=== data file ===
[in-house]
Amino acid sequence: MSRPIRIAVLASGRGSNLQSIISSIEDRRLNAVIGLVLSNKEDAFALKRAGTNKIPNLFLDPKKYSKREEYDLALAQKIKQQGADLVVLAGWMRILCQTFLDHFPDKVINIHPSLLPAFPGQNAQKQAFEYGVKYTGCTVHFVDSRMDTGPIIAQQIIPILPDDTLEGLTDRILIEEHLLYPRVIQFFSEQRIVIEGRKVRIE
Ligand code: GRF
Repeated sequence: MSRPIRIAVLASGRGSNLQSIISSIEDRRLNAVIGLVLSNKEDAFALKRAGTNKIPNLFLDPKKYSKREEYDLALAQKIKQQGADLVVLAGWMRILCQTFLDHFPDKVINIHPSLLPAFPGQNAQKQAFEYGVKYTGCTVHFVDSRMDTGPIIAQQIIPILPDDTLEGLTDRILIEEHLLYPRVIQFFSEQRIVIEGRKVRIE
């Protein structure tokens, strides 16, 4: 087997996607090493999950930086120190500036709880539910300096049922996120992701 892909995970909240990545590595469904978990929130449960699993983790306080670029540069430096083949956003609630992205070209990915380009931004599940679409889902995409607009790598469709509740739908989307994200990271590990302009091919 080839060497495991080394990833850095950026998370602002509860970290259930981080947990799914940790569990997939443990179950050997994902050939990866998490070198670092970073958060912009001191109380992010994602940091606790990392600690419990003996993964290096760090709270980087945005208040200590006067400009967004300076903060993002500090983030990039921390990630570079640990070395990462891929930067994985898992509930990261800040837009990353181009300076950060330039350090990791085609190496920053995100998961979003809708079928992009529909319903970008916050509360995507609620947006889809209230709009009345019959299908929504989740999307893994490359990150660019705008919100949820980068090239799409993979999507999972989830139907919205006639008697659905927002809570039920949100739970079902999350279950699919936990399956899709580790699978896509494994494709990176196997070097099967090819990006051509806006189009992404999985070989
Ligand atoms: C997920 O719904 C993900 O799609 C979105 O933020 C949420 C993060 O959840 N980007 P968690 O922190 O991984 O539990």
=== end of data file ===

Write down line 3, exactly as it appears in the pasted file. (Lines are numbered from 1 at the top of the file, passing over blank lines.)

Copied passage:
Ligand code: GRF